Findings were adopted favorable to the plaintiff on all material issues. The court determined that all of the money and property in question belongs to the plaintiff and that it was delivered to the defendant, Max Goldberg, as a voluntary trust for the benefit of the plaintiff, with an agreement to restore it to her upon request; that upon demand the defendants refused to restore the property, with the exception of the sum of $300, which was paid to her, and that the possession and control of the money and property were procured by means of fraud exercised by Max Goldberg. Judgment was rendered in favor of the plaintiff for the aggregate sum of the proceeds of the two trust deeds amounting to $6,000, and for the proceeds of the sale of the Los Angeles house and lot in the amount of $3,700, and for the life insurance benefits amounting to $1149.79, together with $700 in addition thereto, [42 Cal. App. 2d 314] less said sum of $300 which was subsequently paid to plaintiff. The court also directed the return of the Willys Knight automobile. Interest on said sums was also allowed plaintiff from the respective dates of the receipt thereof at the rate of 7% per annum. From that judgment the defendants have appealed.

The appellants contend that the findings and judgment are not supported by the evidence; that this suit is barred by the statute of limitations; that the court erred in receiving testimony of the plaintiff's ownership of the money and property, and in failing to appoint an interpreter to translate the questions and answers of the defendants at the trial, who, it is asserted, possessed an inadequate knowledge of the English language.

It is also asserted the court erred in refusing to grant a new trial, for the reason that the affidavits, which were filed by the defendants on that motion, on the ground of newly-discovered evidence, were unanswered by the plaintiff.

[1] The findings and judgment are adequately supported by the evidence, in spite of a serious conflict of testimony. Under the circumstances of this case there is satisfactory evidence that a confidential relationship existed between the plaintiff and her father and that he procured by fraud the transfer of all her money and property to him in trust for her benefit. A close bond of friendship and confidence existed between them. Her husband was about to die as a result of a malignant cancer; she had two young children who were dependent upon her care; there was no monetary consideration for the property; she was unaccustomed to business, as her father significantly suggested to her; her father was engaged in the real estate business; after the death of Mr. Forman the plaintiff and her children were taken into the household of her parents; Max Goldberg transferred her bank books and valuable documents from a safe-deposit bank box, in which she held joint tenancy, to one of his own to which she did not have access; for a period of six years he handled all her money and property without accounting to her for any portion of it and he refused to restore any of the property to her, except the sum of $300, claiming that it belonged to him. Under such circumstances the court is warranted in holding that a confidential relationship between the father and the daughter was established. (Cooney v. Glynn, 157 [42 Cal. App. 2d 315] Cal. 583 [108 P. 506]; Lauricella v. Lauricella, 161 Cal. 61 [118 P. 430]; Campbell v. Genshlea, 180 Cal. 213 [180 P. 336]; Mead v. Mead, 41 Cal. App. 280 [182 P. 761]; 20 Cal.Jur. 443, sec. 41; 13 Cal. Law Rev. 174.) [2] It is true that the mere relationship of father and daughter is insufficient evidence upon which to raise the presumption of a fraudulent transfer. (Best v. Paul, 101 Cal. App. 497 [281 P. 1089].) But, under the affirmative evidence adduced of fraud and unjust profit secured by the defendants in the present case, the burden shifts to them to show that the transaction was fair and free from undue influence or fraud. (Campbell v. Genshlea, supra, at p. 224; Johnson v. Clark, 7 Cal. 2d 529 [61 PaCal.2d 767].)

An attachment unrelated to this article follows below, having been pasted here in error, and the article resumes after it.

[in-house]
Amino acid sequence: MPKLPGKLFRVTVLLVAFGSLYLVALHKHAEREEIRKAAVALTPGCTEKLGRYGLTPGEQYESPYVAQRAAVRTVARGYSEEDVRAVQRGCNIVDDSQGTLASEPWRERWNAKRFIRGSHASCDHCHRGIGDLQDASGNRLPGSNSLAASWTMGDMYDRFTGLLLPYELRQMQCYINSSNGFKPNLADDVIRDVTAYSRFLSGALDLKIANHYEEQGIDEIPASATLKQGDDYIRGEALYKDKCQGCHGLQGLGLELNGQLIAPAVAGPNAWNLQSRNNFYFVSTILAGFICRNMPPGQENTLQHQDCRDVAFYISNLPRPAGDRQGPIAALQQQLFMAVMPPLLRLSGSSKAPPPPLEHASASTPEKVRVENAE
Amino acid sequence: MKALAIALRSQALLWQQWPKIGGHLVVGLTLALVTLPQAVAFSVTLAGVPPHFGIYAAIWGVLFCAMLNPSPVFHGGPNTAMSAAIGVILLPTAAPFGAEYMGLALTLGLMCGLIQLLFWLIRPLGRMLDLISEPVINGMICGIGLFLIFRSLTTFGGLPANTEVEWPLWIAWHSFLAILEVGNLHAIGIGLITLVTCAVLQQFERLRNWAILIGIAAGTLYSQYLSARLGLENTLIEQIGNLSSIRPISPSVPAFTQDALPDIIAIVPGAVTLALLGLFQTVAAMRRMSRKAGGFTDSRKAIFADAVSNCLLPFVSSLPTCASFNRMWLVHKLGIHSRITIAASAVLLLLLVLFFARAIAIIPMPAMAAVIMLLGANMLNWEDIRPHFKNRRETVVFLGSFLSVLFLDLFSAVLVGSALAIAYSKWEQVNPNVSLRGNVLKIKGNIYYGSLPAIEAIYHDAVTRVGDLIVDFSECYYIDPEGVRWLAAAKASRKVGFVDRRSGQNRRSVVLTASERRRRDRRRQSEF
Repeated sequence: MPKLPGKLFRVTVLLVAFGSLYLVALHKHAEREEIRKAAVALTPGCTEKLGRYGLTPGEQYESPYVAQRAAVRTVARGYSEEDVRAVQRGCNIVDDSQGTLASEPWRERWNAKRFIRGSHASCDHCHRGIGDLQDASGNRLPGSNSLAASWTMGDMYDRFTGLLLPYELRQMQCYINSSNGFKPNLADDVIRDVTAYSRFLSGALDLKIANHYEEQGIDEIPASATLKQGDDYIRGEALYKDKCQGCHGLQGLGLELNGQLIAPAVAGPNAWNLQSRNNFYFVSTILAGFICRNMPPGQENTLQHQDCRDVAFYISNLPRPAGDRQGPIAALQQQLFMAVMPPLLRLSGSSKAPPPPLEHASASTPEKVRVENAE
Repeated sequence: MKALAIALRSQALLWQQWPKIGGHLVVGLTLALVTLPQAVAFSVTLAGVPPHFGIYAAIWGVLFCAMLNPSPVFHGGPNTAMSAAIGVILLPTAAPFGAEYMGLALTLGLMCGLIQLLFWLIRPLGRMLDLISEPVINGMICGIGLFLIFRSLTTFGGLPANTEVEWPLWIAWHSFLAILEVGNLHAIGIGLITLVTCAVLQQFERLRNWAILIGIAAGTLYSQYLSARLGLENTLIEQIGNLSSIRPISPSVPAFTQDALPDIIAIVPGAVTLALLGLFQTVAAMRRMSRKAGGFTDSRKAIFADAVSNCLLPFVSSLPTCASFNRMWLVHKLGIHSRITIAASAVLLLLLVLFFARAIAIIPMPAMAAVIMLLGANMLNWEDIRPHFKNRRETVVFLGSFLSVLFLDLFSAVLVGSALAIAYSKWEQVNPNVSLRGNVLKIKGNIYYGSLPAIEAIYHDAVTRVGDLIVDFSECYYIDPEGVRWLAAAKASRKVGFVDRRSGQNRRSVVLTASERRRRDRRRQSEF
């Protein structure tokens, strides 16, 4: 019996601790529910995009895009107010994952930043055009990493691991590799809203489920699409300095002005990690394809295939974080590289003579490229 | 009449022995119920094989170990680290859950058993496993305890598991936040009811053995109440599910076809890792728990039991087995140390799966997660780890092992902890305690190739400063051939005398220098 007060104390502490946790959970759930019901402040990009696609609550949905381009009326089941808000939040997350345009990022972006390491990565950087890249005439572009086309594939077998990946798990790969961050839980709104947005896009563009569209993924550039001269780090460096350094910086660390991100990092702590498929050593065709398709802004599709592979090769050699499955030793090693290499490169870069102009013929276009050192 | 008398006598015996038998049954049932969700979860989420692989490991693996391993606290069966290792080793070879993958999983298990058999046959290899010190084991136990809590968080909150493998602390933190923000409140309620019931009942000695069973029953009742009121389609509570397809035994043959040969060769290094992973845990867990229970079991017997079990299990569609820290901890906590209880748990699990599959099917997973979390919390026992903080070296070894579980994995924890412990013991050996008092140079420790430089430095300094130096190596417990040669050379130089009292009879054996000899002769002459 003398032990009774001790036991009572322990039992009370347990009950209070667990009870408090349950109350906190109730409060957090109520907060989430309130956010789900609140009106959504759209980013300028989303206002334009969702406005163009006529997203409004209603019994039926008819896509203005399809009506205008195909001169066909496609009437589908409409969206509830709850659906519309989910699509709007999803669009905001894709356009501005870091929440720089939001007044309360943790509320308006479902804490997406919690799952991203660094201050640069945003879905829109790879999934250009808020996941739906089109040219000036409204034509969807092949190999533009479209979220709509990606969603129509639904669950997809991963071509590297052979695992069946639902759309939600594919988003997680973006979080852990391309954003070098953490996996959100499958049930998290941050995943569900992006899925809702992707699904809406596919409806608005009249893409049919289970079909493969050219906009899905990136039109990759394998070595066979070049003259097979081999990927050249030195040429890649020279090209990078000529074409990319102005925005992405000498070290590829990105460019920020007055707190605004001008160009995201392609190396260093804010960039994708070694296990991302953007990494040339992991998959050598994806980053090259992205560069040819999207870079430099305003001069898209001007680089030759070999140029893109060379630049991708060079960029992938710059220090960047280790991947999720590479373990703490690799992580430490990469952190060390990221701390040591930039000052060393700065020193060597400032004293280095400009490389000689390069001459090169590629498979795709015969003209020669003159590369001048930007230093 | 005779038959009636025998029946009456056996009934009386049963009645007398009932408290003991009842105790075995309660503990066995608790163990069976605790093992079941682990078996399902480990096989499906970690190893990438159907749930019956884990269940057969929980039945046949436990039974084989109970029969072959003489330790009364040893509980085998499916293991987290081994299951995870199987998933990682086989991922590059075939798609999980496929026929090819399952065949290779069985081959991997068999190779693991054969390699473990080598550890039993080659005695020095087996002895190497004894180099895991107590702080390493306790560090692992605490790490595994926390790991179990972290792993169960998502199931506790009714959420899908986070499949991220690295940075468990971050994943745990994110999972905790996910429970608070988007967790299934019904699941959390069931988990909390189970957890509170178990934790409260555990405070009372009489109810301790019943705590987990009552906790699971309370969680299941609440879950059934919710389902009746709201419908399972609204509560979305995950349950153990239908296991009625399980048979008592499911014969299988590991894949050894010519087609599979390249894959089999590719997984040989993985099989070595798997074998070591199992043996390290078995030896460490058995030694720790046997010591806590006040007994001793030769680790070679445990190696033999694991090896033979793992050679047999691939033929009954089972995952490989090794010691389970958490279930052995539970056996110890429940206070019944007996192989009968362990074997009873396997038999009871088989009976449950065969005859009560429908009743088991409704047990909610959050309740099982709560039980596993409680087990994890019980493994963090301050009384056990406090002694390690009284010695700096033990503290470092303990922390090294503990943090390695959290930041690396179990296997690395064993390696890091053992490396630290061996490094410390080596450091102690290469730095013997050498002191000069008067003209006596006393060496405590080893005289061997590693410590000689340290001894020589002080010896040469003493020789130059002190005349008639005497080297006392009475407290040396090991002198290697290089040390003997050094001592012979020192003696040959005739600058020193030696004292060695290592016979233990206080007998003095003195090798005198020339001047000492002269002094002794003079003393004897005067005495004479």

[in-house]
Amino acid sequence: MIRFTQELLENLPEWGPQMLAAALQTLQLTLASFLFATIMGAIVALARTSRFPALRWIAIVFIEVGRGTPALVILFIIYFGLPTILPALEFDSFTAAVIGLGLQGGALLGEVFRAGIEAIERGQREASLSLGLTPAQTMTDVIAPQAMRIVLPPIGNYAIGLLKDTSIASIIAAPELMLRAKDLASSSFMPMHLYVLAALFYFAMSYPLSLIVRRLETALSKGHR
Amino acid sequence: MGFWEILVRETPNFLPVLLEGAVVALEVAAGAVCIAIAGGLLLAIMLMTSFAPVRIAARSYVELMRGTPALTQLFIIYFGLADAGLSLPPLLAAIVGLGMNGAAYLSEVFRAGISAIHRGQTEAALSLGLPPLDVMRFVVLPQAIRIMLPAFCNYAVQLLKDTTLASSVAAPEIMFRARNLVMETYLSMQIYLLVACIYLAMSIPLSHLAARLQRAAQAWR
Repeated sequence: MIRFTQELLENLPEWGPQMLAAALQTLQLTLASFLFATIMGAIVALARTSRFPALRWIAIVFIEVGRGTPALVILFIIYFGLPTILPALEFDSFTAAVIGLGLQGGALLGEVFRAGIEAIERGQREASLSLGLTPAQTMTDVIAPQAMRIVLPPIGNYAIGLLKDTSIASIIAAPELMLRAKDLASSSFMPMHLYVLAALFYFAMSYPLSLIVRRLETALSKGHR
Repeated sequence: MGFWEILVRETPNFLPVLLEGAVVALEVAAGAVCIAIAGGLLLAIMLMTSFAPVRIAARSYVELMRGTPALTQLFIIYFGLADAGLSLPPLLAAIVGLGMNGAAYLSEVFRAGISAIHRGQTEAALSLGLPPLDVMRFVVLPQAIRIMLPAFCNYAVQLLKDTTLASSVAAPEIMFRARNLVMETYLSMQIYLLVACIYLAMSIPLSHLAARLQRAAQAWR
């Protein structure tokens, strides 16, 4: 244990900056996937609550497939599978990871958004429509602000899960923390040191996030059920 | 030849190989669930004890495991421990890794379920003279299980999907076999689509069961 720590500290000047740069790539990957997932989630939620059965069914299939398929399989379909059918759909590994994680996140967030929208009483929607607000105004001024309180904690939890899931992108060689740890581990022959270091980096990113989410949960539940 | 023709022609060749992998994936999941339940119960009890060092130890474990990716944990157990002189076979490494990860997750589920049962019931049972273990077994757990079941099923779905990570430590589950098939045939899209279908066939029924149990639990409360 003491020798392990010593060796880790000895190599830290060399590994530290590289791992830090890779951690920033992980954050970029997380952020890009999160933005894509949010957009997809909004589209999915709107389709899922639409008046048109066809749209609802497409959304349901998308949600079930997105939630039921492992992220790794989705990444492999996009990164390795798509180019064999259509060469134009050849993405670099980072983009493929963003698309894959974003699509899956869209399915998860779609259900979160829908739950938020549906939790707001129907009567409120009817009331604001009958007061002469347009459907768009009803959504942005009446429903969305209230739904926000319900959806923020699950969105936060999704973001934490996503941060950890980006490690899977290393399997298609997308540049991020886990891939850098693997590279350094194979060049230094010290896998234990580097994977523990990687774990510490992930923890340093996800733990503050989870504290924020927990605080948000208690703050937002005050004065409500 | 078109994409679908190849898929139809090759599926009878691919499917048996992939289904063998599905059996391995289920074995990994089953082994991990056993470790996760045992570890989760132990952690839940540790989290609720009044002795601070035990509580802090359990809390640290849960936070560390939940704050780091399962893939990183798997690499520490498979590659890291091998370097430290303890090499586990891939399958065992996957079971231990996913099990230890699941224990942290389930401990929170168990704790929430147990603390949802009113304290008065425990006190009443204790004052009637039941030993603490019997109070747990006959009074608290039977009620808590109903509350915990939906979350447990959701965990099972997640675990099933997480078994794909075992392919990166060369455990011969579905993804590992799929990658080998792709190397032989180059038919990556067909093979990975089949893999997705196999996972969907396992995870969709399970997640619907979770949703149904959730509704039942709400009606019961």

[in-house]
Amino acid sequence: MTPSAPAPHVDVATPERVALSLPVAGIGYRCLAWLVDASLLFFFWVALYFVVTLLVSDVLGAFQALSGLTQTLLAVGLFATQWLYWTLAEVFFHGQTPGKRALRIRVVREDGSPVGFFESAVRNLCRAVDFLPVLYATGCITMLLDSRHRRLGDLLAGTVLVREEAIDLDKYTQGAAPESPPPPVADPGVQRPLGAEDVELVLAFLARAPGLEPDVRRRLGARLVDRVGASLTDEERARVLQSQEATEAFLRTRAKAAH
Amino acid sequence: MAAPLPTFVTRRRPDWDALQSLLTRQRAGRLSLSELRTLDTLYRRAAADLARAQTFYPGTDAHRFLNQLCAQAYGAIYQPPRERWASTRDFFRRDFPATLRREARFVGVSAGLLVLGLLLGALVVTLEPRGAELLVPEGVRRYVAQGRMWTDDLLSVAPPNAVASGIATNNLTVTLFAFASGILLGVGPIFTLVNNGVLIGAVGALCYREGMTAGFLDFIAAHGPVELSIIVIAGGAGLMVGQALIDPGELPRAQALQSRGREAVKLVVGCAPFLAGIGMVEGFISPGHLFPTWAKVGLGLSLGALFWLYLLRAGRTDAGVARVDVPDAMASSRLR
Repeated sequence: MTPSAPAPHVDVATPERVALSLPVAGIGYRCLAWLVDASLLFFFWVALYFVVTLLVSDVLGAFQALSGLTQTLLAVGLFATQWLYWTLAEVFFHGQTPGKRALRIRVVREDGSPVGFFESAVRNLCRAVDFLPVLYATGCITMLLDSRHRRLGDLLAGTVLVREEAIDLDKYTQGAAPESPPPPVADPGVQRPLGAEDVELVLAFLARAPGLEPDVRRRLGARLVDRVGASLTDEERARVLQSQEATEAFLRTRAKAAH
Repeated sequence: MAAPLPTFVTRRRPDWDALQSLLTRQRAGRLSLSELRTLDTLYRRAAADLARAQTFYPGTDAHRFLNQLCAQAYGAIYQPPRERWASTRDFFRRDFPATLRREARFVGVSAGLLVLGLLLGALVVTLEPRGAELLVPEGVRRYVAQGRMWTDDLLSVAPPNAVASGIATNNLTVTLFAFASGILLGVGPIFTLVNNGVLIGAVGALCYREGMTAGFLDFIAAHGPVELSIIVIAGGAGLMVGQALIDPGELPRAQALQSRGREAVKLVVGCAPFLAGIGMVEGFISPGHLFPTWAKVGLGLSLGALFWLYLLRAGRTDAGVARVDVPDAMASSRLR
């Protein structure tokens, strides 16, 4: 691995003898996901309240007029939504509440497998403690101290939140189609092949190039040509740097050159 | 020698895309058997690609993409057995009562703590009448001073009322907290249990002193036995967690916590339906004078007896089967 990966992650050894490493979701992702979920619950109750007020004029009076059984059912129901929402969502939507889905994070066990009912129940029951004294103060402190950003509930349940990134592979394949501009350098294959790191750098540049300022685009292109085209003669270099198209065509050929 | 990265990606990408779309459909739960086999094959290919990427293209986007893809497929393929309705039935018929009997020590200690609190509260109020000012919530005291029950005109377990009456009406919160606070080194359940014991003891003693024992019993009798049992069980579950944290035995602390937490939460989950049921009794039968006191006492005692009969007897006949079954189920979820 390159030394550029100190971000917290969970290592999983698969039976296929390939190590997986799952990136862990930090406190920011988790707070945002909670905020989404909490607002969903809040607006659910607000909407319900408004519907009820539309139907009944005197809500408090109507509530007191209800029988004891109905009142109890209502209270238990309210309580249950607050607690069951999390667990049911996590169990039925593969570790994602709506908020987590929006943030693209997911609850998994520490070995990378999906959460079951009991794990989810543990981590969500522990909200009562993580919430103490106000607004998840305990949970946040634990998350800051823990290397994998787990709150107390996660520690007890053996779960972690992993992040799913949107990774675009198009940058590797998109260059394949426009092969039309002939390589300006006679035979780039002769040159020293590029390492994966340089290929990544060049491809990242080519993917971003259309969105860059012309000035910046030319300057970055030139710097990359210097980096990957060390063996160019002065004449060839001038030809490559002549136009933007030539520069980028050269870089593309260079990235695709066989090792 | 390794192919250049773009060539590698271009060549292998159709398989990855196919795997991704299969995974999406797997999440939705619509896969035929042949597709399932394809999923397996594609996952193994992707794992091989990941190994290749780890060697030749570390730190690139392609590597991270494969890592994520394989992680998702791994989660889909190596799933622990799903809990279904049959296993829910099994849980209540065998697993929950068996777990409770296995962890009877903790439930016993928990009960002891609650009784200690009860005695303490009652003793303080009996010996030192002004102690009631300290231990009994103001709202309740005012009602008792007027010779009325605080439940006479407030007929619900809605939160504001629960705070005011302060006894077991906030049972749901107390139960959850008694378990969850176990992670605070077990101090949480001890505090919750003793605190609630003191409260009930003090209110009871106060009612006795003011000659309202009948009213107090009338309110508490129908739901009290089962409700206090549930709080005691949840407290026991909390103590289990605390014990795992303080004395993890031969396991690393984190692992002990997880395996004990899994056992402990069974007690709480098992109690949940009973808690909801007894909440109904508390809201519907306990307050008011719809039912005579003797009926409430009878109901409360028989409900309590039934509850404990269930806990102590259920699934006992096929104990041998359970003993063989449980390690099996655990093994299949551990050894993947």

[3] The requirements of sections 2221 and 2222 of the Civil Code, to show the intention of the parties to create a voluntary trust in the property transferred, the subject-matter of the transaction, the purpose, and the acceptance of the trust, were adequately fulfilled by the evidence which was adduced in this case.

Section 2224 of the same code provides that:

"One who gains a thing by fraud, accident, mistake, undue influence, the violation of a trust, or other wrongful act, is, unless he has some other and better right thereto, an involuntary trustee of the thing gained, for the benefit of the person who would otherwise have had it."

Section 2223 of the same code provides that:

"One who wrongfully detains a thing is an involuntary trustee thereof, for the benefit of the owner."

[4, 5] Where a transfer of property has been obtained through fraud, actual or constructive, it will be set aside at the instance of the grantor, and the grantee may be deemed to hold title as constructive trustee for the grantor. If the property has been sold by the grantee, the grantor may recover the proceeds of the sale, or the grantor may sue for the reasonable value of property so converted. (Johnson v. Clark, supra.) The same principle applies to a trust in personal property.